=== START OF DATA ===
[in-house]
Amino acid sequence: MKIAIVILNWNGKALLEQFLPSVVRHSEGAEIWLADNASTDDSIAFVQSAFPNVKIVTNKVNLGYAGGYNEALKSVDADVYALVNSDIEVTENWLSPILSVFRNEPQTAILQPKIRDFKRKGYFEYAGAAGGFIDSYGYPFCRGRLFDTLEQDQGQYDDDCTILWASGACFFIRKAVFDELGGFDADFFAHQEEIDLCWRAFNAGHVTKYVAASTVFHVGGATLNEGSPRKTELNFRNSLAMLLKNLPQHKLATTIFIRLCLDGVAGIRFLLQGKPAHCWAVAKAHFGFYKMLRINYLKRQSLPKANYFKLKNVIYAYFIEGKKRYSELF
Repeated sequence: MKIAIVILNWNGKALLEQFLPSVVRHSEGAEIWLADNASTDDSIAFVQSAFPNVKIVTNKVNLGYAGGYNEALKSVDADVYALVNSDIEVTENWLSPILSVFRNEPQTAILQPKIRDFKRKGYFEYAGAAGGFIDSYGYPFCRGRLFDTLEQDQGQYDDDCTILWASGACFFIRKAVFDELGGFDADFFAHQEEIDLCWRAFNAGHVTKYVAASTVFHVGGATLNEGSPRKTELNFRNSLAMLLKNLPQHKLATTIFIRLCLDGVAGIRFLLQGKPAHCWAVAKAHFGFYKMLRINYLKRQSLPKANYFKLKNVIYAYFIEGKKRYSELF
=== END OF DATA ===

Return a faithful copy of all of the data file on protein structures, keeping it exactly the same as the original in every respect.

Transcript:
[in-house]
Amino acid sequence: MKIAIVILNWNGKALLEQFLPSVVRHSEGAEIWLADNASTDDSIAFVQSAFPNVKIVTNKVNLGYAGGYNEALKSVDADVYALVNSDIEVTENWLSPILSVFRNEPQTAILQPKIRDFKRKGYFEYAGAAGGFIDSYGYPFCRGRLFDTLEQDQGQYDDDCTILWASGACFFIRKAVFDELGGFDADFFAHQEEIDLCWRAFNAGHVTKYVAASTVFHVGGATLNEGSPRKTELNFRNSLAMLLKNLPQHKLATTIFIRLCLDGVAGIRFLLQGKPAHCWAVAKAHFGFYKMLRINYLKRQSLPKANYFKLKNVIYAYFIEGKKRYSELF
Repeated sequence: MKIAIVILNWNGKALLEQFLPSVVRHSEGAEIWLADNASTDDSIAFVQSAFPNVKIVTNKVNLGYAGGYNEALKSVDADVYALVNSDIEVTENWLSPILSVFRNEPQTAILQPKIRDFKRKGYFEYAGAAGGFIDSYGYPFCRGRLFDTLEQDQGQYDDDCTILWASGACFFIRKAVFDELGGFDADFFAHQEEIDLCWRAFNAGHVTKYVAASTVFHVGGATLNEGSPRKTELNFRNSLAMLLKNLPQHKLATTIFIRLCLDGVAGIRFLLQGKPAHCWAVAKAHFGFYKMLRINYLKRQSLPKANYFKLKNVIYAYFIEGKKRYSELF